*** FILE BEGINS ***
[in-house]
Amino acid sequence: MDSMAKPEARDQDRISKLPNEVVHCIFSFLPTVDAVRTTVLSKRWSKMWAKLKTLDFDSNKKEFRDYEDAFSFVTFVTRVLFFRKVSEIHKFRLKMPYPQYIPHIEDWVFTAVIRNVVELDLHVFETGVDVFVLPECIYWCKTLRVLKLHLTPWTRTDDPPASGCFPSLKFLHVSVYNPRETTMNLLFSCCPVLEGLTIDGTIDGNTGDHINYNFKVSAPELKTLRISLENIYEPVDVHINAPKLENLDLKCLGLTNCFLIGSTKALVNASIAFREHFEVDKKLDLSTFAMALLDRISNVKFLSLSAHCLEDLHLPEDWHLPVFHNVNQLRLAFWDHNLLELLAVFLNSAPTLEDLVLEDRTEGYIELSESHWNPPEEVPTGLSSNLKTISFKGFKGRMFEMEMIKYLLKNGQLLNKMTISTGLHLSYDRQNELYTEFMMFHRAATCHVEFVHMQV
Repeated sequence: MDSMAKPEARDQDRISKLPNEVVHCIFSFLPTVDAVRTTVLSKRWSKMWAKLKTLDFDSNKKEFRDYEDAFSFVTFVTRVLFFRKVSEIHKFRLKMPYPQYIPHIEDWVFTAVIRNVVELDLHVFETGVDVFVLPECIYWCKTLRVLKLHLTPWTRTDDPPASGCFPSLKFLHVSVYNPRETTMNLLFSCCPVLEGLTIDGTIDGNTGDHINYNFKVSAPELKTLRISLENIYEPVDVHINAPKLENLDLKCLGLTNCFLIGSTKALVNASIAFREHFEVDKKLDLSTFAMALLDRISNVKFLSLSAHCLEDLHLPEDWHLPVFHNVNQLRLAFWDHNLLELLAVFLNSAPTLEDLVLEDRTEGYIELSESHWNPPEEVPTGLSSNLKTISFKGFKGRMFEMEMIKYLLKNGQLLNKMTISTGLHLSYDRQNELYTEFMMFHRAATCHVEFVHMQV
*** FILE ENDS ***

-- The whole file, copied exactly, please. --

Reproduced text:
[in-house]
Amino acid sequence: MDSMAKPEARDQDRISKLPNEVVHCIFSFLPTVDAVRTTVLSKRWSKMWAKLKTLDFDSNKKEFRDYEDAFSFVTFVTRVLFFRKVSEIHKFRLKMPYPQYIPHIEDWVFTAVIRNVVELDLHVFETGVDVFVLPECIYWCKTLRVLKLHLTPWTRTDDPPASGCFPSLKFLHVSVYNPRETTMNLLFSCCPVLEGLTIDGTIDGNTGDHINYNFKVSAPELKTLRISLENIYEPVDVHINAPKLENLDLKCLGLTNCFLIGSTKALVNASIAFREHFEVDKKLDLSTFAMALLDRISNVKFLSLSAHCLEDLHLPEDWHLPVFHNVNQLRLAFWDHNLLELLAVFLNSAPTLEDLVLEDRTEGYIELSESHWNPPEEVPTGLSSNLKTISFKGFKGRMFEMEMIKYLLKNGQLLNKMTISTGLHLSYDRQNELYTEFMMFHRAATCHVEFVHMQV
Repeated sequence: MDSMAKPEARDQDRISKLPNEVVHCIFSFLPTVDAVRTTVLSKRWSKMWAKLKTLDFDSNKKEFRDYEDAFSFVTFVTRVLFFRKVSEIHKFRLKMPYPQYIPHIEDWVFTAVIRNVVELDLHVFETGVDVFVLPECIYWCKTLRVLKLHLTPWTRTDDPPASGCFPSLKFLHVSVYNPRETTMNLLFSCCPVLEGLTIDGTIDGNTGDHINYNFKVSAPELKTLRISLENIYEPVDVHINAPKLENLDLKCLGLTNCFLIGSTKALVNASIAFREHFEVDKKLDLSTFAMALLDRISNVKFLSLSAHCLEDLHLPEDWHLPVFHNVNQLRLAFWDHNLLELLAVFLNSAPTLEDLVLEDRTEGYIELSESHWNPPEEVPTGLSSNLKTISFKGFKGRMFEMEMIKYLLKNGQLLNKMTISTGLHLSYDRQNELYTEFMMFHRAATCHVEFVHMQV